Easter In Italy Posted by Geoff on Apr 14, 2017 in Culture
In Italian we say: ‘Natale con i tuoi, Pasqua con chi vuoi’ (Christmas with your family, Easter with whoever you like). Nevertheless, Domenica di Pasqua (Easter Sunday) is usually spent with the family, engaged in the traditional act of stuffing oneself with food, and then regretting it …
Da Mangiare c’è …
Traditional Easter fare consists of dishes such agnello o capretto arrosto (roast lamb or kid), uova sode (hard boiled eggs), which have been taken to church to be blessed at the end of the Mass, and, of course, the obligatory uova di cioccolata (chocolate eggs).
The traditional Easter cake is la Colomba (the Dove), which is similar in flavor and consistency to the omnipresent Panettone (the Italian Christmas cake), but baked in the form of a stylized dove. Although la Colomba is the most popular Italian Easter cake, from a historical point of view it isn’t actually that old as it was only created at the beginning of the 20th century by Motta, an Italian sweets and ice-cream company founded in Milano in 1919. When Motta created their Easter cake they chose to base its form on one of the most famous symbols of Easter, the dove of peace.
Dai, su, facciamo una passeggiata!
Domenica di Pasqua is followed by Lunedì di Pasqua (Easter Monday), better known as Pasquetta (Little Easter) or Lunedì dell’Angelo (Monday of the Angel). This latter name refers to the angel who is said to have greeted the women at Jesus’ tomb with the news that he had been resurrected.
La Pasquetta is probably the most popular aspect of Easter for most Italians, and the traditional way to spend it is with ‘una gita fuori porta’ (literally: a trip outside the town gates), usually incorporating a picnic with friends. One interpretation of this tradition comes from a Gospel story which tells that, on the day of his resurrection, Jesus appeared to two disciples who were travelling to Emmaus a few kilometres outside the city gates of Jerusalem. The gita fuori porta tradition could, therefore, be seen as a kind of ‘re-enactment’ of this story, although, like so many old traditions, most people won’t really be aware of its origins.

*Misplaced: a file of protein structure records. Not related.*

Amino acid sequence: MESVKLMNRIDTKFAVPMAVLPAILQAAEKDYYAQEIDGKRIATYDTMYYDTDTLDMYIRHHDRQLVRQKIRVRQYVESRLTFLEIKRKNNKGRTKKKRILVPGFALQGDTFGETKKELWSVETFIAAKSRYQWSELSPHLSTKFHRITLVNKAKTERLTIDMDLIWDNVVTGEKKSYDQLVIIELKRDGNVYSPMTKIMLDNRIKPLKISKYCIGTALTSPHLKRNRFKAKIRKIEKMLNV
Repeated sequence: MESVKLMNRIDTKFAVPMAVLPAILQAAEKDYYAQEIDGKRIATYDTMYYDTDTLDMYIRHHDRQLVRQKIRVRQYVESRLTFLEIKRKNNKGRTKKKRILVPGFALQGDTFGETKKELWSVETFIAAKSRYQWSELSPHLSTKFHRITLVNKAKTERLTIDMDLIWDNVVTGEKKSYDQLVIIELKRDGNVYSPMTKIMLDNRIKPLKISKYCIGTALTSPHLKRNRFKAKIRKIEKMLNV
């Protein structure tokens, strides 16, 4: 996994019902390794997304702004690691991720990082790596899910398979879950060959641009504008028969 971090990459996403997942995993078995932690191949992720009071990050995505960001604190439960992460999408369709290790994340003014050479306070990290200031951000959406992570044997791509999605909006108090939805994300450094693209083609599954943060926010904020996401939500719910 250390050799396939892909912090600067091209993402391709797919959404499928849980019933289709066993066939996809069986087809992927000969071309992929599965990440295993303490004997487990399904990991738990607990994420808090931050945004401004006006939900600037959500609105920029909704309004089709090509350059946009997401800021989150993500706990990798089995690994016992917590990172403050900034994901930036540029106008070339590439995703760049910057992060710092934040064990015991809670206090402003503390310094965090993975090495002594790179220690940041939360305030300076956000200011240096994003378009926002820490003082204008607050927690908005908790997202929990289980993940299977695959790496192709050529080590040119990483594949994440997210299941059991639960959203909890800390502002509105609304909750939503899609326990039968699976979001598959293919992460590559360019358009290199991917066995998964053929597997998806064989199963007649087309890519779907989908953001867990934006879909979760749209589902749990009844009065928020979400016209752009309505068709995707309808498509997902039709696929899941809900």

Allora, dove andiamo?
A friend of mine who is originally from a town south of Naples told me that in her area the traditional gita fuori porta was a pilgrimage to a local monastery or Sanctuary. In my home town of Lucca, on the other hand, many people spent Pasquetta by going for a picnic along the banks of the river Serchio which passes Lucca on its journey from the Apuan Alps to the Mediterranean near Pisa.
During Pasquetta, many small historical towns hold events such as antique or craft markets, vintage car rallies, and so on, which will be packed with tourists. I remember many years ago going for a tour in the Chianti area near Siena with some friends from University. We were hoping to go to San Gimignano, a small walled town famous for its many medieval towers, but we couldn’t even get near it due to the heaving masses of tourists and consequent traffic jams. We ended up going to Monteriggioni instead, another beautiful but less know (30 years ago!) walled town, and from there to visit a friend of ours whose family owned a Medici style villa on the top of a nearby hill.
Whatever we want to do for Pasquetta it’s the weather, of course, that has the final word. Naturally, we always hope for a beautiful warm sunny day. Teniamo le dita incrociate!
Buona Pasqua e Pasquetta da Geoff e Serena!
Build vocabulary, practice pronunciation, and more with Transparent Language Online. Available anytime, anywhere, on any device.